Businesses in the Puerto Vallarta tourist area in the state of Jalisco, Mexico, have boarded up storefronts in preparation for Hurricane Roslyn’s landfall.

Hurricane Roslyn made landfall on Mexico’s west coast on Sunday as a powerful Category 3 storm, the US National Hurricane Center said, while protecting communities from damaging winds, a dangerous storm surge and flash flooding.

The storm struck near the small town of Santa Cruz in the coastal state of Nayarit around 5:30 a.m. (1130 GMT) with estimated maximum sustained winds of 120 miles (195 kilometers) per hour, the NHC said.

Just hours before reaching the Mexican coast, Roslyn was downgraded from a Category 4 to a Category 3 storm on the five-level Saffir-Simpson Wind Scale, with the NHC forecasting a “rapid weakening” after making landfall.

The NHC and the Mexican Meteorological Service warned of damaging winds, heavy rainfall that could cause flash flooding and landslides and waves up to six meters (20 feet) high along the Pacific coast.

“Roslyn is expected to cause a life-threatening storm surge through Sunday with significant coastal flooding in areas with onshore winds,” the NHC said, adding that near the coast “the wave will be accompanied by large and destructive waves.”

Authorities have issued hurricane warnings for parts of the Pacific coastal states of Jalisco, Nayarit, Sinaloa and Las Islas Marias, about 60 miles offshore.

High winds and rough seas hit the Jalisco resort of Puerto Vallarta, home to some 220,000 people and one of the largest cities in the hurricane-hit area, at around 0900 GMT.

In the town of Bucerias in Nayarit, the downpour turned some roads into rivers.

Residents were on high alert after Roslyn, the most powerful storm yet of the Pacific season, reached Category 4 after forming Friday before it was downgraded.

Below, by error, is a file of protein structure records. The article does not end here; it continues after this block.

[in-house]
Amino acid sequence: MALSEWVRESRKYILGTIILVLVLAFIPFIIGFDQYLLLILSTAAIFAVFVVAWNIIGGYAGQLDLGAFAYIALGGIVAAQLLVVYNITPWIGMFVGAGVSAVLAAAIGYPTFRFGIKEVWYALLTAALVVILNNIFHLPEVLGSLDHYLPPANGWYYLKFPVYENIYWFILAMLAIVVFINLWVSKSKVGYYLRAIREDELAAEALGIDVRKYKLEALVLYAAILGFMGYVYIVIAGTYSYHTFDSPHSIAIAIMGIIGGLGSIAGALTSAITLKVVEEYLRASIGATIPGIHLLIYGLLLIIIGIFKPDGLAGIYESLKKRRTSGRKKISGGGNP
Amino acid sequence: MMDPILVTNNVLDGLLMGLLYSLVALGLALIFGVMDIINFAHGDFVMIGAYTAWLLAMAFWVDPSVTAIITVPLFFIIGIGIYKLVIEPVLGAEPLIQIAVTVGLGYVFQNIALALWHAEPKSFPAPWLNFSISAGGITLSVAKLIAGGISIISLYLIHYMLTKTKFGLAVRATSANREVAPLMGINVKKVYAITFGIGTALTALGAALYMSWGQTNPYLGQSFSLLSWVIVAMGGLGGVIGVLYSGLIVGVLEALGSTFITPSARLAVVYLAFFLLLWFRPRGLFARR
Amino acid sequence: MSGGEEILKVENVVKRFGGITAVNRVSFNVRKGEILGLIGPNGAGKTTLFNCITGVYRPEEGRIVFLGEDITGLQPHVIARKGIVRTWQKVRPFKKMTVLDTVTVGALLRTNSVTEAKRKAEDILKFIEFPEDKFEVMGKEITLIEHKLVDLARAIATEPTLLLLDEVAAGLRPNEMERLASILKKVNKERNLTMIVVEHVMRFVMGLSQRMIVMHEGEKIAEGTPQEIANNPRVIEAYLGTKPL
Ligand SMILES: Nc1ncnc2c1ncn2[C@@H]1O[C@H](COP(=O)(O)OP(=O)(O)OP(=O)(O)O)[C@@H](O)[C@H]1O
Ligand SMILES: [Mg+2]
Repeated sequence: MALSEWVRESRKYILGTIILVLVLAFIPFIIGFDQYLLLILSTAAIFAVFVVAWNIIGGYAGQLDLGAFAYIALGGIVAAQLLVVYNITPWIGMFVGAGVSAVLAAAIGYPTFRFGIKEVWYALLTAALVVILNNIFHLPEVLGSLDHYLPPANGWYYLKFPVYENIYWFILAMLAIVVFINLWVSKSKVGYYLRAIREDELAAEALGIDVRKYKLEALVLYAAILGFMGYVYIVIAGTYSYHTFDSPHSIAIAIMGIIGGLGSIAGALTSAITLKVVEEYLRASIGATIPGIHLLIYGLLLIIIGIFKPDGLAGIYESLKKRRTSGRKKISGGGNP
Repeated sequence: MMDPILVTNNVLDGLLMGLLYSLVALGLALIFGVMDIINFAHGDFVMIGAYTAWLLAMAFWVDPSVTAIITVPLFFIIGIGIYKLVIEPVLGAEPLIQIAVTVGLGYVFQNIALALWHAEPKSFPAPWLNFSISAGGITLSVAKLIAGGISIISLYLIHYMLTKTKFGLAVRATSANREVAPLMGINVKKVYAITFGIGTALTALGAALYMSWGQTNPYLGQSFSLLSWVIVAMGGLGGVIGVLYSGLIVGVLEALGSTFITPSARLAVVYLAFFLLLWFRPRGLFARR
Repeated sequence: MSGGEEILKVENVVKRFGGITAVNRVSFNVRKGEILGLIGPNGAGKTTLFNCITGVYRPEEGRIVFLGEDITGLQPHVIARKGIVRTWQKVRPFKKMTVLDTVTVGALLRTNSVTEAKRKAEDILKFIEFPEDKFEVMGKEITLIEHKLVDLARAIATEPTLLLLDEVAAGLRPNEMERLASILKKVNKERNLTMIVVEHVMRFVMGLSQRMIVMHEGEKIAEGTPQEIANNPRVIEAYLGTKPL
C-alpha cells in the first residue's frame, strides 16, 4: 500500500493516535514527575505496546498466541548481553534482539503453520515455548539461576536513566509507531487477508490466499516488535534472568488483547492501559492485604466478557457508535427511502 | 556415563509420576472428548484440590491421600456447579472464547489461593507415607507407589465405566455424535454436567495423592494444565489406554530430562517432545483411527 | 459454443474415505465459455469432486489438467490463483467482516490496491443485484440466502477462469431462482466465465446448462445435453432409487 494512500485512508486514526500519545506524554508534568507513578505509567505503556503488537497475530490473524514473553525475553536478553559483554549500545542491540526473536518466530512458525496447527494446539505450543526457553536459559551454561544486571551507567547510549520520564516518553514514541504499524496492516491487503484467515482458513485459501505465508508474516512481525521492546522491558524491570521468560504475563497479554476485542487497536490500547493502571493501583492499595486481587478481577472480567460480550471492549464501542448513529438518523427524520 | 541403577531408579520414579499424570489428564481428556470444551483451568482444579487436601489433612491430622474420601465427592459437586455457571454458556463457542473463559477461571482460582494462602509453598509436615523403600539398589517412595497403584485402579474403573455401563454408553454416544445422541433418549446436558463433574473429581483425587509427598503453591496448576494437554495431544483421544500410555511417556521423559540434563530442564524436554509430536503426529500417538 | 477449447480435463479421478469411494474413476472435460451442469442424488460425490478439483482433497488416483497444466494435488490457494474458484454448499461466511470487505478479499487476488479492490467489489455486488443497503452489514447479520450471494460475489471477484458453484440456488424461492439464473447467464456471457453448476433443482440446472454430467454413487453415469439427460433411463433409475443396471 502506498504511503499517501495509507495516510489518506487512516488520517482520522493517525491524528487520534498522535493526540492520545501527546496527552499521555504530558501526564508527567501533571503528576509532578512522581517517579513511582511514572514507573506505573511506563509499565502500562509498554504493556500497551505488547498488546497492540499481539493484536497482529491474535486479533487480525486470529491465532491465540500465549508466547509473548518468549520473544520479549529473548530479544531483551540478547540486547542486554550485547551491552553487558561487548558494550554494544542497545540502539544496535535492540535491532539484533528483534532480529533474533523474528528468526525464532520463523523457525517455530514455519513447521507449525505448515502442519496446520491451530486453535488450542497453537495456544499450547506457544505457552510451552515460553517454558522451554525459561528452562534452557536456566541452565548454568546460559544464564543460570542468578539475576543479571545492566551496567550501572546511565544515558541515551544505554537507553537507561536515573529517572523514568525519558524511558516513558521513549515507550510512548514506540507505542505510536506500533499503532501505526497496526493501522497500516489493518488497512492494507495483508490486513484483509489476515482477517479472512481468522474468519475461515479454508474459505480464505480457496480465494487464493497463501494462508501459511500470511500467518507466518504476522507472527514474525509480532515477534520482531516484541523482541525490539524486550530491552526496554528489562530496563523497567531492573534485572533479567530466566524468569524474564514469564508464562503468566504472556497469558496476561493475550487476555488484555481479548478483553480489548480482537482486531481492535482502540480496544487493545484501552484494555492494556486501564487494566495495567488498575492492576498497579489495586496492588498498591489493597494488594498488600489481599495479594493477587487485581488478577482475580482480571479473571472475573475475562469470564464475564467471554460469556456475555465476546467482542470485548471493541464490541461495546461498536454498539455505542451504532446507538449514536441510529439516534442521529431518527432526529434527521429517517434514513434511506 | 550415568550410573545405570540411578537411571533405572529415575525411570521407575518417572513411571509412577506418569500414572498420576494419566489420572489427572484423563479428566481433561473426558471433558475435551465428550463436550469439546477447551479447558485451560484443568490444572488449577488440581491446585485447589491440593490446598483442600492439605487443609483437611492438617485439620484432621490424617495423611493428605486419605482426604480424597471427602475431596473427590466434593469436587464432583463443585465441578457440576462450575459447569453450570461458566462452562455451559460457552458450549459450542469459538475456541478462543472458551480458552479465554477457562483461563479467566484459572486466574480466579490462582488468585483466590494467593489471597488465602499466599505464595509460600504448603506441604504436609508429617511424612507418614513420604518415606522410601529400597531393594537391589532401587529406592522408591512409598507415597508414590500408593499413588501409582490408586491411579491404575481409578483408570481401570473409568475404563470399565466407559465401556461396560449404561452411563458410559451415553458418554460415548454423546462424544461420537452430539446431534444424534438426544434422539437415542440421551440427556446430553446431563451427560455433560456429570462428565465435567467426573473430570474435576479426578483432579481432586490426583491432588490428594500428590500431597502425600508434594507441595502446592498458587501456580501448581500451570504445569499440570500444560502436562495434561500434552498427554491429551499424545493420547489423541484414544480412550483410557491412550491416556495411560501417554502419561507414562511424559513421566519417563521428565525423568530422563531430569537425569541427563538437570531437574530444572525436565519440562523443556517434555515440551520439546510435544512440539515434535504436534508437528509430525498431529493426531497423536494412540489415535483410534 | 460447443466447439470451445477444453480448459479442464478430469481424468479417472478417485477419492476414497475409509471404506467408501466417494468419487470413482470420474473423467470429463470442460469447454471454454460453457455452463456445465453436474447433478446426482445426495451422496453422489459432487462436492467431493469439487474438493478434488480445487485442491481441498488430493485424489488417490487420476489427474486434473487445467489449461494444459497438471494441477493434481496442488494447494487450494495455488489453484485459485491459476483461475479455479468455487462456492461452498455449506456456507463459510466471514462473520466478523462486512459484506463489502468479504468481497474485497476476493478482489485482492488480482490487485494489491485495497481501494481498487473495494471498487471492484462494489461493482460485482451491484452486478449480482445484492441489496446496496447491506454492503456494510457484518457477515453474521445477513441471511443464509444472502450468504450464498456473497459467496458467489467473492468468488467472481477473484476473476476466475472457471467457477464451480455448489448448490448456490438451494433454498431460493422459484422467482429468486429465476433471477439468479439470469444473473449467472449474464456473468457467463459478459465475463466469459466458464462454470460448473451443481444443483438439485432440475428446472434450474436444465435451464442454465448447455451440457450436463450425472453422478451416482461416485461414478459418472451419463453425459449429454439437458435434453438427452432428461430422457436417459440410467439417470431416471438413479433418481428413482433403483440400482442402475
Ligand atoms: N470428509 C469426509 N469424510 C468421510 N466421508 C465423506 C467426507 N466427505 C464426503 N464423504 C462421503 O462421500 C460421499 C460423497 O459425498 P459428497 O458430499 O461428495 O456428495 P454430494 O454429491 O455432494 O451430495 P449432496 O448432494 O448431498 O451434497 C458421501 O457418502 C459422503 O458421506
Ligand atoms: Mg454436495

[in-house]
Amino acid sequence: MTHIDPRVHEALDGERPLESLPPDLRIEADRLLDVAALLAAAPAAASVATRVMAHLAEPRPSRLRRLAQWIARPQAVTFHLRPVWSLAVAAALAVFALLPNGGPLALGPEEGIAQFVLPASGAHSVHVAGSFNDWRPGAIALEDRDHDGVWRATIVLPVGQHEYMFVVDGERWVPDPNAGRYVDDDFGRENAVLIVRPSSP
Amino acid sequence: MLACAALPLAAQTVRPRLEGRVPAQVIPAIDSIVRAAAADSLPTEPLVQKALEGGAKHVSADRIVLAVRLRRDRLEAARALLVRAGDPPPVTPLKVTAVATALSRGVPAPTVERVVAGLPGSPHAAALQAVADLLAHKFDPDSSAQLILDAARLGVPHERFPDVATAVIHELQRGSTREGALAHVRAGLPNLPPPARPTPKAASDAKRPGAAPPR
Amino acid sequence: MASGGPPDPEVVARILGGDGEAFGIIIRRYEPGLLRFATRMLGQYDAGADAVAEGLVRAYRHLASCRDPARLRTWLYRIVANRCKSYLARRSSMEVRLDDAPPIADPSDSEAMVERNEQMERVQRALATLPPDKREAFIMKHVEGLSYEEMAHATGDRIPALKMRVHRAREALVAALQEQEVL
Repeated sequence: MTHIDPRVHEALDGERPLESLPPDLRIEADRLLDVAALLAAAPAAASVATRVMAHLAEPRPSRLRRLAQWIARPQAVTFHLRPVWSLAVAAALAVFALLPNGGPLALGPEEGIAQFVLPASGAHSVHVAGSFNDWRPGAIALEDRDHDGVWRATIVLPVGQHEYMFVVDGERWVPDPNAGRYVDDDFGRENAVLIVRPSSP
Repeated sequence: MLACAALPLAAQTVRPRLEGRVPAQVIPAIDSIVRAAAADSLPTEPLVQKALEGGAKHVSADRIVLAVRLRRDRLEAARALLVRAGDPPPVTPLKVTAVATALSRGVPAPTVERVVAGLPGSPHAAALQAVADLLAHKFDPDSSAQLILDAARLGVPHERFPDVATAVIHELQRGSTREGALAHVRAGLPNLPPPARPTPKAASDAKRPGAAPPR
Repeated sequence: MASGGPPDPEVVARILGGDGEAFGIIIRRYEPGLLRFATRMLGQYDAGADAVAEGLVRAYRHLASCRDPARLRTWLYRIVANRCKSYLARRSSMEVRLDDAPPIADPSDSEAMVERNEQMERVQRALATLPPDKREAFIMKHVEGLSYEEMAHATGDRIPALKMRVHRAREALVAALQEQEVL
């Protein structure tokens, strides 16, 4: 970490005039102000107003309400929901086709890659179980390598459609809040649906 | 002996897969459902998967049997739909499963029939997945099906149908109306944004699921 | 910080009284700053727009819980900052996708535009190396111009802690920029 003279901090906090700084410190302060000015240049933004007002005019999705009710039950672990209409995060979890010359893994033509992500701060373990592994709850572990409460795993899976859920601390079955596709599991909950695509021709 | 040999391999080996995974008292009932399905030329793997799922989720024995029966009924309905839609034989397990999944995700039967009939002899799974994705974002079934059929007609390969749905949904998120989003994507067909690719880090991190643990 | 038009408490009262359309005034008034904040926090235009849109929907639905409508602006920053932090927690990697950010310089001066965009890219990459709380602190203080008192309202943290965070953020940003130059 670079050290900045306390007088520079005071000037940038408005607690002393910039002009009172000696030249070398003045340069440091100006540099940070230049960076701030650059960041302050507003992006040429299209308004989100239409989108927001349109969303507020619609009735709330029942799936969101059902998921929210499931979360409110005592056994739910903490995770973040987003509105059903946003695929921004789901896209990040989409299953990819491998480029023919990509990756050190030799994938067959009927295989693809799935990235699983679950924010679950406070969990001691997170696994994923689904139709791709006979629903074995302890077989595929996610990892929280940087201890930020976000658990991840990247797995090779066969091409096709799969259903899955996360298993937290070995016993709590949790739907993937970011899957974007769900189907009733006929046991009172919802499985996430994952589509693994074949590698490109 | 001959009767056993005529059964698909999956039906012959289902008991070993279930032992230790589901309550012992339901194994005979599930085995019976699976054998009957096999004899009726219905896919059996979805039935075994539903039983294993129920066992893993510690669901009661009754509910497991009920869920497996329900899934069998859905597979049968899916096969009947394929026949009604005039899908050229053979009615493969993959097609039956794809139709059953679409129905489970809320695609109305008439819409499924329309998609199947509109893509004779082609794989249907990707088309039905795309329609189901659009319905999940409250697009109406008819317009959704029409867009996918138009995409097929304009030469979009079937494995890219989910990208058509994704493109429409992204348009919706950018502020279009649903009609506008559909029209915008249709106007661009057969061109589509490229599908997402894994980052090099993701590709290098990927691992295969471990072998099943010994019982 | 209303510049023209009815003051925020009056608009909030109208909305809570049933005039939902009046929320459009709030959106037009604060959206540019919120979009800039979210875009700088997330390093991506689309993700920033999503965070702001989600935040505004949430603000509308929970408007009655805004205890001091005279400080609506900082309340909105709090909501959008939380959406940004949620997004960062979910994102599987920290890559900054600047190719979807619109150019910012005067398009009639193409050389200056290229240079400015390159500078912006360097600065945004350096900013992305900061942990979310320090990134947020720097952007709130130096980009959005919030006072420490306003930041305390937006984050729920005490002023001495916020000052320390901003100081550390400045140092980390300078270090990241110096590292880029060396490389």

Hurricane Roslyn was downgraded to a Category 3 storm before making landfall on Mexico’s Pacific coast.

‘Hey every warning’

Jalisco, which will receive up to 10 inches of rain in some places, has set up shelters in the towns of Cabo Corrientes, La Huerta and Puerto Vallarta.

Victor Hugo Roldan, director of civil defense in Jalisco, told reporters on Saturday that several hundred people had been evacuated from the town of La Huerta, close to the hurricane’s expected path.

Most went to relatives’ homes, while some went to shelters, he said.

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Businesses in the resort town began closing on Saturday afternoon on the recommendation of officials.

Residents rushed to make last-minute preparations, although by late Saturday afternoon some tourists were still lounging on the beach or looking in vain for open bars and restaurants.

For 59-year-old mall manager Graciano Pena, the memory of Hurricane Kenna in 2002, which made landfall as a Category 4 damaging agent and left four dead, is still fresh.

“After that experience, we listen to every warning and prepare in advance,” he said.

Other coastal states have also prepared shelters.

Tropical cyclones strike Mexico each year on both the Pacific and Atlantic coasts, usually between May and November.

In late May, Agatha, the season’s first Pacific storm, hit the coast of the southern state of Oaxaca, where heavy rains in mountainous cities killed 11 people.

In October 1997, Hurricane Pauline struck the Pacific coast of Mexico as a Category 4 storm, killing more than 200.


Hurricane Roslyn Approaching Mexico’s Pacific Coast


© 2022 AFP

Quote: Hurricane Roslyn hits Mexico’s Pacific coast (2022, Oct. 23) Retrieved Oct. 24, 2022 from https://phys.org/news/2022-10-hurricane-roslyn-mexico-pacific-coast.html

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